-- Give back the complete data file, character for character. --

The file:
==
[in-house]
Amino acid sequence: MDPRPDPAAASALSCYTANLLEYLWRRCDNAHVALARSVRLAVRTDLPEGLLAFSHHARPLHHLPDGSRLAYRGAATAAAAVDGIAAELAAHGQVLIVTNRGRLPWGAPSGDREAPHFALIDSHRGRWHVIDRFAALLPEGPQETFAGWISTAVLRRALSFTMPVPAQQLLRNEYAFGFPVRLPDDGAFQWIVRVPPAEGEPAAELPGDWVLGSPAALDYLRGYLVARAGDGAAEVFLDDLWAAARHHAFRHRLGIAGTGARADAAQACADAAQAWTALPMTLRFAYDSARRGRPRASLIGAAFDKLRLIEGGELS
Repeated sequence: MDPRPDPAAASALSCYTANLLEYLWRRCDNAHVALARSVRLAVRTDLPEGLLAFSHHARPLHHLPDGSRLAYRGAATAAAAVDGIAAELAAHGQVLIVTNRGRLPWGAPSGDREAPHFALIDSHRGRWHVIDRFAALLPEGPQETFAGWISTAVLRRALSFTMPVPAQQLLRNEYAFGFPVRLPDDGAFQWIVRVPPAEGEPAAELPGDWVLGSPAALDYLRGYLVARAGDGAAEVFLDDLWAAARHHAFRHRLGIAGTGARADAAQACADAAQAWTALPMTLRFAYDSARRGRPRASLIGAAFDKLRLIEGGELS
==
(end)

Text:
[in-house]
Amino acid sequence: MDPRPDPAAASALSCYTANLLEYLWRRCDNAHVALARSVRLAVRTDLPEGLLAFSHHARPLHHLPDGSRLAYRGAATAAAAVDGIAAELAAHGQVLIVTNRGRLPWGAPSGDREAPHFALIDSHRGRWHVIDRFAALLPEGPQETFAGWISTAVLRRALSFTMPVPAQQLLRNEYAFGFPVRLPDDGAFQWIVRVPPAEGEPAAELPGDWVLGSPAALDYLRGYLVARAGDGAAEVFLDDLWAAARHHAFRHRLGIAGTGARADAAQACADAAQAWTALPMTLRFAYDSARRGRPRASLIGAAFDKLRLIEGGELS
Repeated sequence: MDPRPDPAAASALSCYTANLLEYLWRRCDNAHVALARSVRLAVRTDLPEGLLAFSHHARPLHHLPDGSRLAYRGAATAAAAVDGIAAELAAHGQVLIVTNRGRLPWGAPSGDREAPHFALIDSHRGRWHVIDRFAALLPEGPQETFAGWISTAVLRRALSFTMPVPAQQLLRNEYAFGFPVRLPDDGAFQWIVRVPPAEGEPAAELPGDWVLGSPAALDYLRGYLVARAGDGAAEVFLDDLWAAARHHAFRHRLGIAGTGARADAAQACADAAQAWTALPMTLRFAYDSARRGRPRASLIGAAFDKLRLIEGGELS